How one woman started a school for displaced children

BY Diane Peters

9th Mar 2024 Inspire

3 min read

How one woman started a school for displaced children
After seeing the difficult living conditions for children in a migrant camp in Tijuana, Mexico, Estefanía Rebellón took matters into her own hands
In a migrant camp in Tijuana, Mexico, packed with hundreds of people, a three-year-old girl wandered alone toward the exit. She was steps from a busy road and a crowded market.
Estefanía Rebellón seemed to be the only person who noticed her. The actor, producer and writer had just made the two-and-a-half-hour drive from Los Angeles with a group of friends to drop off food, clothing and hygiene kits to a relief organisation.
It was December 2018, a time when the United States-Mexico border was seeing a surge of migrants from Central America escaping violence and poverty. Rebellón could not believe what she saw: families lacking even the most basic supplies. The children, sometimes shoeless and often dirty, clearly had no place to go.
"A school—a safe place for the children to gather and learn—seemed much-needed"
Rebellón dashed over to the child and took her hand. “Where are you going? Where are your parents?” she asked. Eventually, she and her friends found the girl’s panicked father, who had stepped away to line up for food.
Back at home, Rebellón could think of nothing else. “We have to do something,” she told her partner, Kyle Thomas Schmidt. A school—a safe place for the children to gather and learn—seemed much-needed. So, Rebellón and Schmidt recruited volunteer teachers via social media, and using a thousand dollars from their savings, set up a makeshift school at the Tijuana border. Classes were held in two large tents.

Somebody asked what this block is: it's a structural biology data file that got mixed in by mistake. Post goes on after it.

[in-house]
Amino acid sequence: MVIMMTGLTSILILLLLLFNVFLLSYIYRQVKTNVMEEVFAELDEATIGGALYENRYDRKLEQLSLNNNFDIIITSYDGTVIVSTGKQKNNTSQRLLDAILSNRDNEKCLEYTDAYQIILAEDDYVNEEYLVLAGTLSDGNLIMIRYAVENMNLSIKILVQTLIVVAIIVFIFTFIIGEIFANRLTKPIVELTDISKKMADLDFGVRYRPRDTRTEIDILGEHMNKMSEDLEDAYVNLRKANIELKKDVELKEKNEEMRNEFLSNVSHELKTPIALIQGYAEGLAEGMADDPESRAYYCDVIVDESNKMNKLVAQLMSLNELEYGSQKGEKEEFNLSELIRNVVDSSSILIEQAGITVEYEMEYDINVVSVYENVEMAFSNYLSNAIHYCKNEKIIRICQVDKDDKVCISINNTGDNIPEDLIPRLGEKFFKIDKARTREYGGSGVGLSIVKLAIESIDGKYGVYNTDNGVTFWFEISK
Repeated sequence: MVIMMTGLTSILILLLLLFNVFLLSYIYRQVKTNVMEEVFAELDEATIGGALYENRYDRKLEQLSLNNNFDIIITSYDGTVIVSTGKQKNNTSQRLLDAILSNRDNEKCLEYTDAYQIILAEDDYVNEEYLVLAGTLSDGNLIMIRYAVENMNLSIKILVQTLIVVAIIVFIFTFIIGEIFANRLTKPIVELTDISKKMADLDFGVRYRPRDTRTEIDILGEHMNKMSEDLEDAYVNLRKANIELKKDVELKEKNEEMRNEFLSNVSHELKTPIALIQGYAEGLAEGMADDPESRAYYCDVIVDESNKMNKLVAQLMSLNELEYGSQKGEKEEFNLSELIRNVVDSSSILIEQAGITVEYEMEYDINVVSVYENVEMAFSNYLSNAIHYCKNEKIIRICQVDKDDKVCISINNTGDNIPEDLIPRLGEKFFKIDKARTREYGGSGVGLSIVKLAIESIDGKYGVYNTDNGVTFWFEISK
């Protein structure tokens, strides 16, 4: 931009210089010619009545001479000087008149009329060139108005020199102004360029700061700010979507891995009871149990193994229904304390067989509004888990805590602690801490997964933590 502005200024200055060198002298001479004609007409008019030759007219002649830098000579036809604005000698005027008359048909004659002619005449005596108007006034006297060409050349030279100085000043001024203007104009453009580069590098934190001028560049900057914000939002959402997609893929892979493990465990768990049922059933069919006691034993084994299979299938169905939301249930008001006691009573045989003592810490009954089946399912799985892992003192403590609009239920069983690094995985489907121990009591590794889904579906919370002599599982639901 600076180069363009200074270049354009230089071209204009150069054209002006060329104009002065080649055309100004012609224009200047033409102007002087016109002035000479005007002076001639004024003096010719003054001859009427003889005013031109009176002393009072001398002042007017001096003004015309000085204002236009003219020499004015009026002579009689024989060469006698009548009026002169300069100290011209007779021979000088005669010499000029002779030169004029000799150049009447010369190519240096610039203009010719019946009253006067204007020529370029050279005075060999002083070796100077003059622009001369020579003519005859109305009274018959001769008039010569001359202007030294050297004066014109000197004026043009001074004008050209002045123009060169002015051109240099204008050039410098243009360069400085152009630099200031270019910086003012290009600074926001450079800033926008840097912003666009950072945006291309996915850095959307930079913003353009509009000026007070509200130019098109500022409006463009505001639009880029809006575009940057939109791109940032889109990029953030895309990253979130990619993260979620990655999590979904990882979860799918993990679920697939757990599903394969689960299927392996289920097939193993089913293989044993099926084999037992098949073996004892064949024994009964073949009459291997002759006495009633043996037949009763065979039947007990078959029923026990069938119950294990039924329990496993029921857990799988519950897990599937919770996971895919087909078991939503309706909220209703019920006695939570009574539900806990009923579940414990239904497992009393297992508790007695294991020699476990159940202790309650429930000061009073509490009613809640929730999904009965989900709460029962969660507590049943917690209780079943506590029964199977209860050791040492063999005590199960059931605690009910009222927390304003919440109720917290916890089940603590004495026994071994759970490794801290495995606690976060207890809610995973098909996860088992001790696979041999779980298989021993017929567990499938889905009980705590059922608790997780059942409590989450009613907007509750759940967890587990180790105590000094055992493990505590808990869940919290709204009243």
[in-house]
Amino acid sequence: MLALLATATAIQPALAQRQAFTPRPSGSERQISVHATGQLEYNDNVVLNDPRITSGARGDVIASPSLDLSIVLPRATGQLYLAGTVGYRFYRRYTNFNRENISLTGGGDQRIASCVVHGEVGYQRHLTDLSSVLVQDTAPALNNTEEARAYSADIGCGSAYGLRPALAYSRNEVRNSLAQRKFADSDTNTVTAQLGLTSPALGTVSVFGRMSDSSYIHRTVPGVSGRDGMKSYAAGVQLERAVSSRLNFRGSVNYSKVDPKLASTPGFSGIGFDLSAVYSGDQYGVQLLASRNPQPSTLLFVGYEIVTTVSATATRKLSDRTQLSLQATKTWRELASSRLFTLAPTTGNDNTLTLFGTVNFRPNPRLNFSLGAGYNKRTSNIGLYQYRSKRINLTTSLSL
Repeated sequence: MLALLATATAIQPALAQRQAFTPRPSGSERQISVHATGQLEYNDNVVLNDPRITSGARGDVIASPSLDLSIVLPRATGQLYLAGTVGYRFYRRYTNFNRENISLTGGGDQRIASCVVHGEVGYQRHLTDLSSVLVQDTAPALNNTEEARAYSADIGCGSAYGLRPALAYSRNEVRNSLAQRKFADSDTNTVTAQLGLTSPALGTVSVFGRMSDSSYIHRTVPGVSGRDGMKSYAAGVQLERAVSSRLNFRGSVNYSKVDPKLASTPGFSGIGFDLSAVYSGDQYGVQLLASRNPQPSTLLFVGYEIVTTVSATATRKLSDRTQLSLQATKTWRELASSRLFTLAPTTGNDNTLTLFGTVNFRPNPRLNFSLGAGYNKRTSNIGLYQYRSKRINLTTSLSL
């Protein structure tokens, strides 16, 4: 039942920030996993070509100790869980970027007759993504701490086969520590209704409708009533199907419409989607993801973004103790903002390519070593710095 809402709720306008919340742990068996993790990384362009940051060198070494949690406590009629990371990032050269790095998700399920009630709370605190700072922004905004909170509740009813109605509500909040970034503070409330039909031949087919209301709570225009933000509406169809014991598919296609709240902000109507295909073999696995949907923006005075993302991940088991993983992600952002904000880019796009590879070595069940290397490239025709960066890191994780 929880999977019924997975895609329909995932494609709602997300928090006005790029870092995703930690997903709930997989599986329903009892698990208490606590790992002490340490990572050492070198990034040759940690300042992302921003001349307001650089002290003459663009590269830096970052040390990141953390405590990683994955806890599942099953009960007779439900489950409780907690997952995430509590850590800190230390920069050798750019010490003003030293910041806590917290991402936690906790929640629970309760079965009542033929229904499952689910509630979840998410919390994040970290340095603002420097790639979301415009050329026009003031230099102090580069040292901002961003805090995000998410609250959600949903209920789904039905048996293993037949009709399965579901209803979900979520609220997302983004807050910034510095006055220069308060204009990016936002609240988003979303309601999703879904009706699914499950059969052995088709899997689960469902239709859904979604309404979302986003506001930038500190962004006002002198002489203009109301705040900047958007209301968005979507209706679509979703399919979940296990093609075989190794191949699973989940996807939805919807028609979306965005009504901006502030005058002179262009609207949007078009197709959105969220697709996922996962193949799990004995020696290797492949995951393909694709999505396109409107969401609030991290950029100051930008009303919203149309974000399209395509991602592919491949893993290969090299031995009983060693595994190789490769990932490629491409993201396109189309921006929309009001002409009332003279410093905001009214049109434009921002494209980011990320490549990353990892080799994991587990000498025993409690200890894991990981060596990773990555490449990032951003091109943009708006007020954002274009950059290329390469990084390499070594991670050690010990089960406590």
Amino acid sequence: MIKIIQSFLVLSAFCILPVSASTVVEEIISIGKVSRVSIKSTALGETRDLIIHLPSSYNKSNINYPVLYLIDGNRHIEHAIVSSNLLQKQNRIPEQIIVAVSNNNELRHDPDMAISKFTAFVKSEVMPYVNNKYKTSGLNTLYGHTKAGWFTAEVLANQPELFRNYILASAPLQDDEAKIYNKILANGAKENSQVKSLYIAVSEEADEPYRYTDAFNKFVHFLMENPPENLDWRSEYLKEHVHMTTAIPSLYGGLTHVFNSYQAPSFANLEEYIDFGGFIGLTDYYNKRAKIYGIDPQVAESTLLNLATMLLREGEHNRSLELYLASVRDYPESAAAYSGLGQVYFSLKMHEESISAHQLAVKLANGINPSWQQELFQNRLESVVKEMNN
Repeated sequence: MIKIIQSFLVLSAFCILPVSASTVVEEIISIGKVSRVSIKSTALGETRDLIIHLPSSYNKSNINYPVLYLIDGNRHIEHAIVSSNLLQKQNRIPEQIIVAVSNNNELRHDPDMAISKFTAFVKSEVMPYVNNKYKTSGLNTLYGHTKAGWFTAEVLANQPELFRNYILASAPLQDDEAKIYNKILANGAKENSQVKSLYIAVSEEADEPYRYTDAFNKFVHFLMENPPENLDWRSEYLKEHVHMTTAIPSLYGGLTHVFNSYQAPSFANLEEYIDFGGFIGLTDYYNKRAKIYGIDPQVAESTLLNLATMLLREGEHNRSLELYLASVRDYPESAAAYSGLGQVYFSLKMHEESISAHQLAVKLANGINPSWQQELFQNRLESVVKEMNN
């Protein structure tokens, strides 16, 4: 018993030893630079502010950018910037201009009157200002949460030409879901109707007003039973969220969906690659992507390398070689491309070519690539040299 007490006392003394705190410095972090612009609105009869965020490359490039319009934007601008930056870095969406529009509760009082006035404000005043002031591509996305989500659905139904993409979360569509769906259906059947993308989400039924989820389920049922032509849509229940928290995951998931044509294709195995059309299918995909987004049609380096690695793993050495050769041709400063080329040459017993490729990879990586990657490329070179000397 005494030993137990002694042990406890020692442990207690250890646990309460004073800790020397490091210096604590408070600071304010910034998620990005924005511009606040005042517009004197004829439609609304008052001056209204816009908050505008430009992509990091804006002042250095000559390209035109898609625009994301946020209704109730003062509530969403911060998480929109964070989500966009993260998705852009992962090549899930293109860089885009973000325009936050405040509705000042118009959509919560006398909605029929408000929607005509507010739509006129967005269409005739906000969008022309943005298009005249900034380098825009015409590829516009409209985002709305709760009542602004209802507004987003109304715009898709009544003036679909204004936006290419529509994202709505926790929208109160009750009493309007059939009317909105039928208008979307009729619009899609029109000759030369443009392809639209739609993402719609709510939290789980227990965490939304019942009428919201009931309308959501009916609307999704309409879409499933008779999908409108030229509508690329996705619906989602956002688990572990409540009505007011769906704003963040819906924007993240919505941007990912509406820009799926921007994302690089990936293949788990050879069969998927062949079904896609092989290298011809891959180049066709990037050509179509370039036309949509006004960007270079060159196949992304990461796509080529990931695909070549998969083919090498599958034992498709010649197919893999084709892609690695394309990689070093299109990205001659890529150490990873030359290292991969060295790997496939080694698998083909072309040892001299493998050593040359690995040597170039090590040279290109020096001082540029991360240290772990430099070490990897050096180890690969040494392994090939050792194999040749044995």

Creating the Yes We Can World Foundation

In five years, that pilot program has grown into the non-profit Yes We Can World Foundation, which operates three classrooms in converted school buses and two brick-and-mortar schools in Tijuana, plus another in Ciudad Juárez, a Mexican city directly across the border from El Paso, Texas.
Funded by donations and grants, the foundation’s trained (and now paid) teachers have provided a bilingual education to more than 3,000 kids from ages three to 15. The schools follow an official curriculum from Mexico’s education ministry, which began accrediting the foundation in 2021. As well, Yes We Can offers special courses, including one that helps kids understand more about human migration.
The Yes We Can World Foundation has one of their schools in Mexican city Ciudad Juárez. Image: Alejandro Rosales, CC BY-SA 4.0, via Wikimedia Commons
“What started as a temporary solution has become permanent,” Rebellón says of the need for education at migrant camps. The process of seeking asylum in the US or Mexico can be long and complicated—most families live at the border for three to five months.
Rebellón has received numerous honours for her work, including Outstanding American by Choice, awarded to her in 2022 by US Citizenship and Immigration Services.
She’s helping kids who remind her of herself, decades ago. Rebellón was 10 when her family fled their home in Cali, Colombia. Her father, a lawyer and university professor, was getting threatening letters from a powerful guerrilla group. The family of five travelled to Miami, Florida, on a tourist visa and successfully claimed asylum. “It’s been a full-circle experience,” she says.
"'What started as a temporary solution has become permanent,' Rebellón says"
The program’s success is easy to see, says Josh Phelps, former director of operations for World Central Kitchen, which has provided meals to some Yes We Can schools. “The kids really enjoy it. There are huge smiles on their faces.”
More than 6.6 million people live in refugee camps around the world, according to the UN Refugee Agency. Rebellón says she’d like to expand the foundation’s reach and support migrant children globally.
“She is a powerhouse,” says Phelps of Rebellón, “and I think one of the most important people doing work at the border right now.”
Cover image courtesy of Estefanía Rebellón
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